Born 1969, Japan
Painter and sculptor Izumi Kato graduated from the Department of Oil painting, Musashino Art University in 1992 then took a few years to contemplate being an artist before becoming a painter in the mid 1990’s. Since around 2005 he has established himself as one of Japan’s most interesting and promising contemporary artists and has exhibited widely across Asia and Europe and has been included in many museums shows in Japan. His work is in the collections of the following Japanese museums: Museum of Contemporary Art Tokyo, The National Museum of Art, Osaka, Toyota Municipal Museum of Art, Aichi and Hara Museum of Contemporary Art, Tokyo. In 2007, he became the first young Japanese painter to be invited to the 52nd Venice Biennale directed by Robert Storr.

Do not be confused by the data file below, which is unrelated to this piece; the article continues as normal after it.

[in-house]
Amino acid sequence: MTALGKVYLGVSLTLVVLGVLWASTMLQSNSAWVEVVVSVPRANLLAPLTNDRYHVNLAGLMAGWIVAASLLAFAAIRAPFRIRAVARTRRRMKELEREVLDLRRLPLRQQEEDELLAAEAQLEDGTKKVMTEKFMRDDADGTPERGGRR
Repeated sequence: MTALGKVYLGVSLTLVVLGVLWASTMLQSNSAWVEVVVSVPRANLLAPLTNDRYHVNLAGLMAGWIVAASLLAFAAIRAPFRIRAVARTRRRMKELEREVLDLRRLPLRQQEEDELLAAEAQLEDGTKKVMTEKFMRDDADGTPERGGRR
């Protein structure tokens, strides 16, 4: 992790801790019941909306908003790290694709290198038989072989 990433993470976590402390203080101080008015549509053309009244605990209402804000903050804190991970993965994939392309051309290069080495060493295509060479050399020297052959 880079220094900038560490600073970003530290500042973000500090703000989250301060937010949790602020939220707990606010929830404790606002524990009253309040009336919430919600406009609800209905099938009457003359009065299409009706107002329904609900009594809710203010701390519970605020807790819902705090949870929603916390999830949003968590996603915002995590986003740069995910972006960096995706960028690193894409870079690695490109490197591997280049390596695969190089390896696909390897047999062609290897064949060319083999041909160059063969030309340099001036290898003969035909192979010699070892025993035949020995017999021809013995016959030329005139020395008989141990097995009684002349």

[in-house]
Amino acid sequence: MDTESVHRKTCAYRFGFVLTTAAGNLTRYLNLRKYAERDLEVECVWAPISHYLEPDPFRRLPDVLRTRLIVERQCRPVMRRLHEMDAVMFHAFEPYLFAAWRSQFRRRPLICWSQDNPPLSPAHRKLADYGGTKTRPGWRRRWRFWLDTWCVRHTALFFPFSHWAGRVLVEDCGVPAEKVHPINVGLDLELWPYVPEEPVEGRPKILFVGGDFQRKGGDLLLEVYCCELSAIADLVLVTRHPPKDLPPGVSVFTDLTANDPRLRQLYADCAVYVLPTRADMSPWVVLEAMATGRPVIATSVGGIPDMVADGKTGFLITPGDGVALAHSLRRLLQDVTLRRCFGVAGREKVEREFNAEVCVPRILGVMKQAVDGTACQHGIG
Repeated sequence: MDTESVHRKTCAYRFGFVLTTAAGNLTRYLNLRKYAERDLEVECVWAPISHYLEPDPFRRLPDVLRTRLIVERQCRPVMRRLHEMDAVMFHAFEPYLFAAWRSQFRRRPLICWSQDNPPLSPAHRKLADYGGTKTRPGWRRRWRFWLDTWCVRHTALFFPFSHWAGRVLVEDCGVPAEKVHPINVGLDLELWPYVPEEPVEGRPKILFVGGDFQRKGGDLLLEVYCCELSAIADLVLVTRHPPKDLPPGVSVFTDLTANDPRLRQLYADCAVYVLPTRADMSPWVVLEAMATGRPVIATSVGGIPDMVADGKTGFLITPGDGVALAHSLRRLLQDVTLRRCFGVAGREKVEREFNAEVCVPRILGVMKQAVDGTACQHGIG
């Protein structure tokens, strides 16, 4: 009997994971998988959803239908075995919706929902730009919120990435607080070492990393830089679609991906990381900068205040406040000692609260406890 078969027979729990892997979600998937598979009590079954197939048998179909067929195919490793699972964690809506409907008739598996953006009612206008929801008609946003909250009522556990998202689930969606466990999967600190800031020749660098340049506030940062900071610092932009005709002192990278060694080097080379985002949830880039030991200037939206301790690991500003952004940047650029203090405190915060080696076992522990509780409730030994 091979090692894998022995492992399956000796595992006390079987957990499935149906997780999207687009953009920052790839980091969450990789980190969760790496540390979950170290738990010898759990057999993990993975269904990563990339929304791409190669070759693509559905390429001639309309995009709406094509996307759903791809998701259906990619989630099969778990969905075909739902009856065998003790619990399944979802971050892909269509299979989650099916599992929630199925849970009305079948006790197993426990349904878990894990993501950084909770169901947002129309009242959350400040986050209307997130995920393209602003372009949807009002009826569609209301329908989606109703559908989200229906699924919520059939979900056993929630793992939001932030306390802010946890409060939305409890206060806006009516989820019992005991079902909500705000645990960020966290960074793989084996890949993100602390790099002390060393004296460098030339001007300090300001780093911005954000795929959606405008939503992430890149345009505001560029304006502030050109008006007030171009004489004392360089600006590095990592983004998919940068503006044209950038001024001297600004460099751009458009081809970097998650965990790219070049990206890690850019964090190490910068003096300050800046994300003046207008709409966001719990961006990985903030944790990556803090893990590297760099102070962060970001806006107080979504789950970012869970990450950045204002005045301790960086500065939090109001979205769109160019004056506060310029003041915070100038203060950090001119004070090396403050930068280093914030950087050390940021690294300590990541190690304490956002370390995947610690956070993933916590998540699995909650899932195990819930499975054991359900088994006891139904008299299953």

Kato’s paintings and sculptures feature ‘primitive’ looking creatures that resemble babies or creatures floating in amniotic fluid, stripped of nationality, race, and age. Sometimes expressed in uncertain colours with no clear boundaries, sometimes in dazzlingly bright colours, they may evoke weirdness, cuteness, emptiness or violence, as they explore the relationships of human interaction. Kato’s organisms have such an endearing quality they capture their observer like a mirror and make them realise that humans are creatures of reason as well as instinct. Although they draw from primitive imagery, Kato’s works of art exist on their own terms and in their own spheres of reference and are positioned firmly at the cutting edge of contemporary art.
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